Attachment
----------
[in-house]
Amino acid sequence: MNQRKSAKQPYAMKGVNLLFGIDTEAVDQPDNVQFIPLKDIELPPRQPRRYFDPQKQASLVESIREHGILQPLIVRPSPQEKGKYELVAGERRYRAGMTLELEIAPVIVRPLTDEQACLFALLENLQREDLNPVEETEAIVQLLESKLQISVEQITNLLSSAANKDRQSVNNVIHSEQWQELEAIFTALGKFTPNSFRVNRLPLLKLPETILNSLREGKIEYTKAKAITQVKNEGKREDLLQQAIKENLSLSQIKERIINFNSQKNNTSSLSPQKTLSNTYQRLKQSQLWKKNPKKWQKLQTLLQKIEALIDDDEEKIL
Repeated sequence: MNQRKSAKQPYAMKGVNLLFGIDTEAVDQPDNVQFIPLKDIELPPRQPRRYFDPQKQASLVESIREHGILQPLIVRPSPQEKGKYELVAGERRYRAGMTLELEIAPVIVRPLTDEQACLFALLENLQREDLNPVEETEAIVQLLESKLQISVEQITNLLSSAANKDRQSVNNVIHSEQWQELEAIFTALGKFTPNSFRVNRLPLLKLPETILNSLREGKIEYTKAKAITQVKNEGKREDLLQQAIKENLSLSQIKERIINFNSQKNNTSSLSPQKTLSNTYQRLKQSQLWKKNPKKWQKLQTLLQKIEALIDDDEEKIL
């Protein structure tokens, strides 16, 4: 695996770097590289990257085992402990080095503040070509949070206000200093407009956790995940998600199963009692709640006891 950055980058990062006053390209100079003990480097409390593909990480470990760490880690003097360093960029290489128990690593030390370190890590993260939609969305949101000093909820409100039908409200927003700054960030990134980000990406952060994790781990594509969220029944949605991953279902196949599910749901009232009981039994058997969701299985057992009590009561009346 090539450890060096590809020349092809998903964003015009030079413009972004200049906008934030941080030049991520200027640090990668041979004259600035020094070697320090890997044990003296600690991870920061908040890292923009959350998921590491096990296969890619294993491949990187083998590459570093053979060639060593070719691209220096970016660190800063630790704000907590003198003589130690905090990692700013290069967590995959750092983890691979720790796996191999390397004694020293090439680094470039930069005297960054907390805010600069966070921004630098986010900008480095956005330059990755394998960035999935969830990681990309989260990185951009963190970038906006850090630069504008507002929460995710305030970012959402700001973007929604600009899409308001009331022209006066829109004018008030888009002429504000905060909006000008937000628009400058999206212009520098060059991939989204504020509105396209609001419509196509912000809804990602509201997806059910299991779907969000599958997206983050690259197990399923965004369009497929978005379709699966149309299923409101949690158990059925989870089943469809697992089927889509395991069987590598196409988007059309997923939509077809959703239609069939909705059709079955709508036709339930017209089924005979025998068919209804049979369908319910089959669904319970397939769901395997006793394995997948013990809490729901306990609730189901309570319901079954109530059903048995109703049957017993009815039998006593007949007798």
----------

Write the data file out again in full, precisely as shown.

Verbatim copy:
[in-house]
Amino acid sequence: MNQRKSAKQPYAMKGVNLLFGIDTEAVDQPDNVQFIPLKDIELPPRQPRRYFDPQKQASLVESIREHGILQPLIVRPSPQEKGKYELVAGERRYRAGMTLELEIAPVIVRPLTDEQACLFALLENLQREDLNPVEETEAIVQLLESKLQISVEQITNLLSSAANKDRQSVNNVIHSEQWQELEAIFTALGKFTPNSFRVNRLPLLKLPETILNSLREGKIEYTKAKAITQVKNEGKREDLLQQAIKENLSLSQIKERIINFNSQKNNTSSLSPQKTLSNTYQRLKQSQLWKKNPKKWQKLQTLLQKIEALIDDDEEKIL
Repeated sequence: MNQRKSAKQPYAMKGVNLLFGIDTEAVDQPDNVQFIPLKDIELPPRQPRRYFDPQKQASLVESIREHGILQPLIVRPSPQEKGKYELVAGERRYRAGMTLELEIAPVIVRPLTDEQACLFALLENLQREDLNPVEETEAIVQLLESKLQISVEQITNLLSSAANKDRQSVNNVIHSEQWQELEAIFTALGKFTPNSFRVNRLPLLKLPETILNSLREGKIEYTKAKAITQVKNEGKREDLLQQAIKENLSLSQIKERIINFNSQKNNTSSLSPQKTLSNTYQRLKQSQLWKKNPKKWQKLQTLLQKIEALIDDDEEKIL
């Protein structure tokens, strides 16, 4: 695996770097590289990257085992402990080095503040070509949070206000200093407009956790995940998600199963009692709640006891 950055980058990062006053390209100079003990480097409390593909990480470990760490880690003097360093960029290489128990690593030390370190890590993260939609969305949101000093909820409100039908409200927003700054960030990134980000990406952060994790781990594509969220029944949605991953279902196949599910749901009232009981039994058997969701299985057992009590009561009346 090539450890060096590809020349092809998903964003015009030079413009972004200049906008934030941080030049991520200027640090990668041979004259600035020094070697320090890997044990003296600690991870920061908040890292923009959350998921590491096990296969890619294993491949990187083998590459570093053979060639060593070719691209220096970016660190800063630790704000907590003198003589130690905090990692700013290069967590995959750092983890691979720790796996191999390397004694020293090439680094470039930069005297960054907390805010600069966070921004630098986010900008480095956005330059990755394998960035999935969830990681990309989260990185951009963190970038906006850090630069504008507002929460995710305030970012959402700001973007929604600009899409308001009331022209006066829109004018008030888009002429504000905060909006000008937000628009400058999206212009520098060059991939989204504020509105396209609001419509196509912000809804990602509201997806059910299991779907969000599958997206983050690259197990399923965004369009497929978005379709699966149309299923409101949690158990059925989870089943469809697992089927889509395991069987590598196409988007059309997923939509077809959703239609069939909705059709079955709508036709339930017209089924005979025998068919209804049979369908319910089959669904319970397939769901395997006793394995997948013990809490729901306990609730189901309570319901079954109530059903048995109703049957017993009815039998006593007949007798």